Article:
The interior of the 1910 Colonial-style clapboard house in the Reading Library District had been extensively renovated to update it for a 21st-century lifestyle, but the grounds remained largely untouched and uninviting.
When a couple with two young daughters bought the property, they commissioned Andover Landscape Design and Construction to create outdoor rooms in the backyard for family fun and entertaining.
With its undulating lawn, wooden deck, and large driveway, the small corner-lot yard was pretty much a blank slate.
The new landscape design was driven by the architecture of the residence.
“We used classic New England materials—red brick and bluestone—in a clean, contemporary arrangement to reflect the owners’ personalities and preferences,” says Russell Stott, Andover Landscape firm partner and in-house architect. “The layout is deliberately architectural: It pulls from the lines of the house.”
To open up the space and maximize the lot’s small footage, Stott and his team moved the driveway to the house’s front door, making enough room for a plunge pool, the key design element.
“We talked about a swimming pool, but it’s an urban-scale lot—it’s 60 feet by 70 feet—so a traditional pool would have eaten up too much space,” he says, adding that it’s heated so the family can use it in the spring and fall.
Its tile, which is in a deep-gray colorway, was chosen to complement the bluestone coping and paving material of the two terraced patios. The red brick on the landings and walkways references the house’s foundation.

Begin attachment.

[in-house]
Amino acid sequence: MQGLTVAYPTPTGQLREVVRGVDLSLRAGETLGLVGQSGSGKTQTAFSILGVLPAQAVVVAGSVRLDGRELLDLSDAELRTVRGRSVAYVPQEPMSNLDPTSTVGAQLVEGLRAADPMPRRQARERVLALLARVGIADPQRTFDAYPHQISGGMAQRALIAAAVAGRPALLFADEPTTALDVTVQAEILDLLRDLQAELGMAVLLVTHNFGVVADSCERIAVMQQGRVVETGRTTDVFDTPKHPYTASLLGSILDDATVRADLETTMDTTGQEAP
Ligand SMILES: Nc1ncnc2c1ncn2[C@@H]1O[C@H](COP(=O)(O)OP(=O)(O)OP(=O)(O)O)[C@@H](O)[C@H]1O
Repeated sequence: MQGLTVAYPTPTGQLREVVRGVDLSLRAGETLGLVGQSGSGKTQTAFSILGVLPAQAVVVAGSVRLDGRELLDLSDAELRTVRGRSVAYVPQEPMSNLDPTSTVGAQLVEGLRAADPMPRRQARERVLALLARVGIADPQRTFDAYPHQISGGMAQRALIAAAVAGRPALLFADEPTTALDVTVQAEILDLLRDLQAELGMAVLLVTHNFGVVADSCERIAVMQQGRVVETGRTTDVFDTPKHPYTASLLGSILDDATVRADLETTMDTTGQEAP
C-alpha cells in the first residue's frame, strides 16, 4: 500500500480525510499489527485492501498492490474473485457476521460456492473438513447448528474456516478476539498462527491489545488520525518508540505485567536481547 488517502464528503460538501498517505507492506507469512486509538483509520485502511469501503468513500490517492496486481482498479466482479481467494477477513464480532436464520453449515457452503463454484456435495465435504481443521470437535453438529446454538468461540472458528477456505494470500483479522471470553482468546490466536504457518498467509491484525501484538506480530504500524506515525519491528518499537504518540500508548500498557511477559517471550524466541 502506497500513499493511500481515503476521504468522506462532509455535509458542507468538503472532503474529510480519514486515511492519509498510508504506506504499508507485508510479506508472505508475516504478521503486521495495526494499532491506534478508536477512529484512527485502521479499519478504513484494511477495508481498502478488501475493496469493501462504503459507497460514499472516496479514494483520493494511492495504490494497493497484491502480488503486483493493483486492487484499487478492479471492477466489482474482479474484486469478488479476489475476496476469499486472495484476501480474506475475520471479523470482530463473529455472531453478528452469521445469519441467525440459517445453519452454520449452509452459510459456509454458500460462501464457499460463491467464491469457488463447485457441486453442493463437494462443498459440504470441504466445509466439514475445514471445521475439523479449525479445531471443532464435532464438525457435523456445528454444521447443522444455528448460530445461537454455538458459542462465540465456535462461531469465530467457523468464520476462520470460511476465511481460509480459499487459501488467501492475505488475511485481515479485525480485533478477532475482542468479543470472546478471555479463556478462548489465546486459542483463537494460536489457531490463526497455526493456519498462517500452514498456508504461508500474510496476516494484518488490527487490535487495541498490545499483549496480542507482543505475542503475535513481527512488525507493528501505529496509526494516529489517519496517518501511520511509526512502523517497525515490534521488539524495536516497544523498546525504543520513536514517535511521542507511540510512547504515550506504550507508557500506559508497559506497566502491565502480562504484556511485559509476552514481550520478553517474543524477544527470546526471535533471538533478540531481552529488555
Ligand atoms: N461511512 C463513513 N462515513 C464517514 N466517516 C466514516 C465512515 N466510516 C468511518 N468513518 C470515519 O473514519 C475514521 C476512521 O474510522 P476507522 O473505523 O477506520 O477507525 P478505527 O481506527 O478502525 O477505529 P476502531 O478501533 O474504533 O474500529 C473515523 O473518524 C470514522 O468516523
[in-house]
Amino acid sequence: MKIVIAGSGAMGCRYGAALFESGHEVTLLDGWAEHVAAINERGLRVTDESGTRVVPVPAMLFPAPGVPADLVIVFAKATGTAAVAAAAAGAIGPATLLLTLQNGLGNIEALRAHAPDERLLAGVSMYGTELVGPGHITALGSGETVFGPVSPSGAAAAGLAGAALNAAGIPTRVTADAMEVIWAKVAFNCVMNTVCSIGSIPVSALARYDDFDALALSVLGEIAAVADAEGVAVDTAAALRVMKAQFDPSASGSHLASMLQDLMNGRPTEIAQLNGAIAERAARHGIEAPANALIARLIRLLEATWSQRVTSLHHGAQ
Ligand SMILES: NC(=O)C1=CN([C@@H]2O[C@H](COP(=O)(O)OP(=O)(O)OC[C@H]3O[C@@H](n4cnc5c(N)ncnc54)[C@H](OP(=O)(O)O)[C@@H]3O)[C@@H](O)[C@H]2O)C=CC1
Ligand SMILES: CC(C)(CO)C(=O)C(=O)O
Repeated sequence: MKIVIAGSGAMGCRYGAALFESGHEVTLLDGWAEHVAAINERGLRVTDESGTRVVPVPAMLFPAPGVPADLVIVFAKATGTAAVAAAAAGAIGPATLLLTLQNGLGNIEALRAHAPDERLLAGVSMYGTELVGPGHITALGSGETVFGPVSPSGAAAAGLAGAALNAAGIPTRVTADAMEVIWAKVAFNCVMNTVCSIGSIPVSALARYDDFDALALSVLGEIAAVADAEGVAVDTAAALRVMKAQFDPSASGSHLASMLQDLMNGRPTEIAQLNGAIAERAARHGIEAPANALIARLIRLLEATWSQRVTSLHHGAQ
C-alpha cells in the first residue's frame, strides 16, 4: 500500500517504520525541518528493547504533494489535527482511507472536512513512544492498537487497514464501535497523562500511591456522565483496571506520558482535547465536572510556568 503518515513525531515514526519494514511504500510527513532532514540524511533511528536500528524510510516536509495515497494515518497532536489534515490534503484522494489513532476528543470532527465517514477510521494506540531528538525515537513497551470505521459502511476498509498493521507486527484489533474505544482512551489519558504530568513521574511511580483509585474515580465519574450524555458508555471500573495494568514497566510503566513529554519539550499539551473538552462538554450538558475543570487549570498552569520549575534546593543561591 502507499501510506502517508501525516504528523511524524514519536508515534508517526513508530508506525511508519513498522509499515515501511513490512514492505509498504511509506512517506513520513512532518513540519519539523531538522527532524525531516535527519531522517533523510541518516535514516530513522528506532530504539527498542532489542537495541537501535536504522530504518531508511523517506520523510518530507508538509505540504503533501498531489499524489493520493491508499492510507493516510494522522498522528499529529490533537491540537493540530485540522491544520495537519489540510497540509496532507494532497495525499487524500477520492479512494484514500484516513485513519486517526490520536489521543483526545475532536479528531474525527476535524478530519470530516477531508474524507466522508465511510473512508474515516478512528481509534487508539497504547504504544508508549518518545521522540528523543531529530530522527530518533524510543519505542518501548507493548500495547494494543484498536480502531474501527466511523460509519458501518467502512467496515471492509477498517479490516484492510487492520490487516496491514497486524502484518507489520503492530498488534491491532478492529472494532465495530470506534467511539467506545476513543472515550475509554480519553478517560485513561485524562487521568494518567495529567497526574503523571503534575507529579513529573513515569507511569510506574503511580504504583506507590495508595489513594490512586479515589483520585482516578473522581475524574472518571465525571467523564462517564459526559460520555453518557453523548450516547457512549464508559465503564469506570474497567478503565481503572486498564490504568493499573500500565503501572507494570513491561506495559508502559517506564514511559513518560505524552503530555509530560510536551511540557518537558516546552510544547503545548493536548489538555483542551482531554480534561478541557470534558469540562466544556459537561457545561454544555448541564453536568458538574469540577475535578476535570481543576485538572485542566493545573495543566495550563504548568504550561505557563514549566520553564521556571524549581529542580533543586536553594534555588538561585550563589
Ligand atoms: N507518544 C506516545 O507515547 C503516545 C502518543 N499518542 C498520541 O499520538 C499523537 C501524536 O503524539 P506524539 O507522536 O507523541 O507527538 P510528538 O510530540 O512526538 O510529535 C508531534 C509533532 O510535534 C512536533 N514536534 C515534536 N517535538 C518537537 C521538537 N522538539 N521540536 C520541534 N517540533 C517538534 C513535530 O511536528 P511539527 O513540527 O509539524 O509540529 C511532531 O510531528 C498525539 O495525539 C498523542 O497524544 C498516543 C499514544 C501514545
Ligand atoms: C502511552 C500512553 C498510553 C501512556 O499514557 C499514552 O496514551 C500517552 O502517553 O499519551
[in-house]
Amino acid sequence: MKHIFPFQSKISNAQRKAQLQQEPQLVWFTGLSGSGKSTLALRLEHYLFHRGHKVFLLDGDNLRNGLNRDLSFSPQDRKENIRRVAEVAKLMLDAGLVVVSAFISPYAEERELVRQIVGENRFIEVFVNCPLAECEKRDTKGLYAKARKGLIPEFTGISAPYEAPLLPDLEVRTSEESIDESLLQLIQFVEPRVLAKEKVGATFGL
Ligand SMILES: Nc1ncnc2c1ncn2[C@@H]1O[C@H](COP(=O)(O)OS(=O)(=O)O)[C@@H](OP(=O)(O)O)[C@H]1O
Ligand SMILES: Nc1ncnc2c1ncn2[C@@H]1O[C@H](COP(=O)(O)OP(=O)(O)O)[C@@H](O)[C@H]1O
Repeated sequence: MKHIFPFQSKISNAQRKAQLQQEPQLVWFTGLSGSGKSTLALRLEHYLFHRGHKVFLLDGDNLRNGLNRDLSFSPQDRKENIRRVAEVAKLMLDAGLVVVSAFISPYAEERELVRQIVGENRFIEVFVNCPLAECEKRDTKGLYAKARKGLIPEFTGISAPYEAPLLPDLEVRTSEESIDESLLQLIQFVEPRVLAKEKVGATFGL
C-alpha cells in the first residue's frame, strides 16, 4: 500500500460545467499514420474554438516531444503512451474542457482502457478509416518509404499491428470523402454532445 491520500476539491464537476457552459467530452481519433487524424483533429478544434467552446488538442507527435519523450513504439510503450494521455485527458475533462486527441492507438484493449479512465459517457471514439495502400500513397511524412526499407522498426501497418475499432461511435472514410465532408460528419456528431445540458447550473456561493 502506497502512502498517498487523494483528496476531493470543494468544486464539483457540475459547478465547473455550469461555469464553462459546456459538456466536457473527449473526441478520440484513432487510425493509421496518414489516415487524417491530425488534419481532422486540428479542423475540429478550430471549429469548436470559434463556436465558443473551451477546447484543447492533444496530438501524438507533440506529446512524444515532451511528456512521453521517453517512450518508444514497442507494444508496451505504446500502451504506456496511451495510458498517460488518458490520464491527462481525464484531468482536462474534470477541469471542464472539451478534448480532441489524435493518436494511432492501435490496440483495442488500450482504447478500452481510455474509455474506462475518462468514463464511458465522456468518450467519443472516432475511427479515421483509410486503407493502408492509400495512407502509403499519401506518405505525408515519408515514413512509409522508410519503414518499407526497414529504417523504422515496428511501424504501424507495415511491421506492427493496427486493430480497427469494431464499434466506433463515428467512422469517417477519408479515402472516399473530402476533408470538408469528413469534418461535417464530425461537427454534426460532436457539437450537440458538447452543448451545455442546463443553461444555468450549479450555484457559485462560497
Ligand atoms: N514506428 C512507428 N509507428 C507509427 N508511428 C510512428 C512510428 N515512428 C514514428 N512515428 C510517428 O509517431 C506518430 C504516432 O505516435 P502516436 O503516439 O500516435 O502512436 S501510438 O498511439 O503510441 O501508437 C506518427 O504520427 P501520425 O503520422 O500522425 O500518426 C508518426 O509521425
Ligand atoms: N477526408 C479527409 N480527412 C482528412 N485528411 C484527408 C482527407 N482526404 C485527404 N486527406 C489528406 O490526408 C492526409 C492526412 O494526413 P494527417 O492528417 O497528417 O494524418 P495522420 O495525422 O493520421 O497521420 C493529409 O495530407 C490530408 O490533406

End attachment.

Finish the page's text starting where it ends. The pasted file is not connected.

The casual, comfortable, contemporary furnishings, chosen by Andover Landscape in partnership with Andover-based MAK & CO., reinforce the color scheme and theme of the grounds.
The pool paved the way for the two terraces that bookend it. The one closest to the house is appointed with a contemporary couch and two armchairs that face a gas-powered fire pit that’s activated by the push of a button and that doubles as a coffee table. It connects to the wooden deck. The other, at the back side of the pool, is where the chaise lounges repose and bask in the sun.
Rectangular bluestone stepping stones, with lawn joints that add softness, march in line between the spaces, creating a crisp, clear path.
The plantings on much of the perimeter of the yard were chosen and placed to provide privacy while still being “neighborly,” Stott says, adding that this was challenging because the yard is surrounded by streets on two sides and abuts three neighboring houses.
A square plot of dwarf fountain grass planted in straight lines bridges the space between the main terrace and the pool, creating what Stott calls “a tailored look that reinforces the architectural lines of the house.”
The existing white picket fence is softened by layering rows of liriope, white Little Lime hydrangeas, pink-flowering magnolia trees, and evergreen yews.
“When in the small pool or sitting on the far patio, it makes you feel like you’re in different parts of the yard, and you have a different perspective looking back at the house,” Stott says, adding that the design was constrained by zoning rules that mandated the placement of the pool and fire pit. “So, the adults can sit around the fire pit sipping wine while the kids are playing in the pool.”
The backyard is now the family’s favorite place to hang out. “In what I consider the ultimate compliment, they have shared videos of the girls jumping into the pool and sitting around the fire pit with their friends,” he says.
The couple is so pleased with the new open-air rooms that Andover Landscape is implementing phase 2 of the master plan it designed: the front yard.
“The backyard is now an awesome place to be,” Stott says. “And it’s designed for the enjoyment of the family for many years to come.”